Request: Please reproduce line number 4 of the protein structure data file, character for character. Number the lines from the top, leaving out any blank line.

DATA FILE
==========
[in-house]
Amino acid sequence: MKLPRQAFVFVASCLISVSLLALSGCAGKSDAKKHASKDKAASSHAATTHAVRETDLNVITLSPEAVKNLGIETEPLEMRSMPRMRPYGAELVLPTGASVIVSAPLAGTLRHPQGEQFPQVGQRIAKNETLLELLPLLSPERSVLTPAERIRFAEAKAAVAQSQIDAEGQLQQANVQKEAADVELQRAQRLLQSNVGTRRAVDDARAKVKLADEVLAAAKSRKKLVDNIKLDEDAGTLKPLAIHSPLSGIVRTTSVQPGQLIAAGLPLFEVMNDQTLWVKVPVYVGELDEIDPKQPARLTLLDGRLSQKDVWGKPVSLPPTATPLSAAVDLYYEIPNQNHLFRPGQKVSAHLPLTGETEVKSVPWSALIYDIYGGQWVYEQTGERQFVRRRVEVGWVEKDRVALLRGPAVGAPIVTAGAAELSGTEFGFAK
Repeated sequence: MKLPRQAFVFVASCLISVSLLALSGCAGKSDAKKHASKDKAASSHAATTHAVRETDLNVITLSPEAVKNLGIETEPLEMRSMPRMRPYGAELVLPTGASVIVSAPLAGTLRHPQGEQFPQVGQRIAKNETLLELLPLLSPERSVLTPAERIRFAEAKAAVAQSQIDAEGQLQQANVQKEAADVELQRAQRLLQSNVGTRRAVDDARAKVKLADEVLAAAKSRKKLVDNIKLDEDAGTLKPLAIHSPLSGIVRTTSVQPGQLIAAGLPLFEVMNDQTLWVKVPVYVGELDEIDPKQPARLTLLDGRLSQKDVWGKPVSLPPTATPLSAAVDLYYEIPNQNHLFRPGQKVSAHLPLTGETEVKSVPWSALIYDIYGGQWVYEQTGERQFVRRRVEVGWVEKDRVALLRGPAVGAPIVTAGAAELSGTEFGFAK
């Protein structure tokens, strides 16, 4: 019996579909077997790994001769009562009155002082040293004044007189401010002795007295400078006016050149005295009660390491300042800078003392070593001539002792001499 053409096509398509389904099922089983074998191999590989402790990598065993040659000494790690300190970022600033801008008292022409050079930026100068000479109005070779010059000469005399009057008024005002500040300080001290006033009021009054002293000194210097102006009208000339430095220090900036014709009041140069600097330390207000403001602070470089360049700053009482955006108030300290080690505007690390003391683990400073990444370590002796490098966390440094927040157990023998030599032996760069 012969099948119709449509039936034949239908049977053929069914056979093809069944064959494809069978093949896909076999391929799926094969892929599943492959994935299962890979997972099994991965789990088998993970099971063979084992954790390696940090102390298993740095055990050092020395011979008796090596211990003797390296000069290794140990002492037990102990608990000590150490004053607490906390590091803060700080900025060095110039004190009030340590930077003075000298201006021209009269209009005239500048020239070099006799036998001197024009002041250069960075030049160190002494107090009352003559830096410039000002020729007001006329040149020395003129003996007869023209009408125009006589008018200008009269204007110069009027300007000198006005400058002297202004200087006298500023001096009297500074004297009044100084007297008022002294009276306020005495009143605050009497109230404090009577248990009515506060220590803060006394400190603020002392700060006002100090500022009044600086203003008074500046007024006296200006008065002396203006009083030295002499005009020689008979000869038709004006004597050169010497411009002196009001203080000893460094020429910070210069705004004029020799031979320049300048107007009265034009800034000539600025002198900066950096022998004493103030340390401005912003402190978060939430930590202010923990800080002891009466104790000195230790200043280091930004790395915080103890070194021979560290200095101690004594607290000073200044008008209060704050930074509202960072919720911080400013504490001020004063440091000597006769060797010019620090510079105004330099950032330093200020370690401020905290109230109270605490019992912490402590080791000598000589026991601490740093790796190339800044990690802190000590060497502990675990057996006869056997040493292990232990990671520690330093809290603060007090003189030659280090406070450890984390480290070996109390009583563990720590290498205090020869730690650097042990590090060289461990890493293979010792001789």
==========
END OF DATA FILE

């Protein structure tokens, strides 16, 4: 019996579909077997790994001769009562009155002082040293004044007189401010002795007295400078006016050149005295009660390491300042800078003392070593001539002792001499 053409096509398509389904099922089983074998191999590989402790990598065993040659000494790690300190970022600033801008008292022409050079930026100068000479109005070779010059000469005399009057008024005002500040300080001290006033009021009054002293000194210097102006009208000339430095220090900036014709009041140069600097330390207000403001602070470089360049700053009482955006108030300290080690505007690390003391683990400073990444370590002796490098966390440094927040157990023998030599032996760069 012969099948119709449509039936034949239908049977053929069914056979093809069944064959494809069978093949896909076999391929799926094969892929599943492959994935299962890979997972099994991965789990088998993970099971063979084992954790390696940090102390298993740095055990050092020395011979008796090596211990003797390296000069290794140990002492037990102990608990000590150490004053607490906390590091803060700080900025060095110039004190009030340590930077003075000298201006021209009269209009005239500048020239070099006799036998001197024009002041250069960075030049160190002494107090009352003559830096410039000002020729007001006329040149020395003129003996007869023209009408125009006589008018200008009269204007110069009027300007000198006005400058002297202004200087006298500023001096009297500074004297009044100084007297008022002294009276306020005495009143605050009497109230404090009577248990009515506060220590803060006394400190603020002392700060006002100090500022009044600086203003008074500046007024006296200006008065002396203006009083030295002499005009020689008979000869038709004006004597050169010497411009002196009001203080000893460094020429910070210069705004004029020799031979320049300048107007009265034009800034000539600025002198900066950096022998004493103030340390401005912003402190978060939430930590202010923990800080002891009466104790000195230790200043280091930004790395915080103890070194021979560290200095101690004594607290000073200044008008209060704050930074509202960072919720911080400013504490001020004063440091000597006769060797010019620090510079105004330099950032330093200020370690401020905290109230109270605490019992912490402590080791000598000589026991601490740093790796190339800044990690802190000590060497502990675990057996006869056997040493292990232990990671520690330093809290603060007090003189030659280090406070450890984390480290070996109390009583563990720590290498205090020869730690650097042990590090060289461990890493293979010792001789």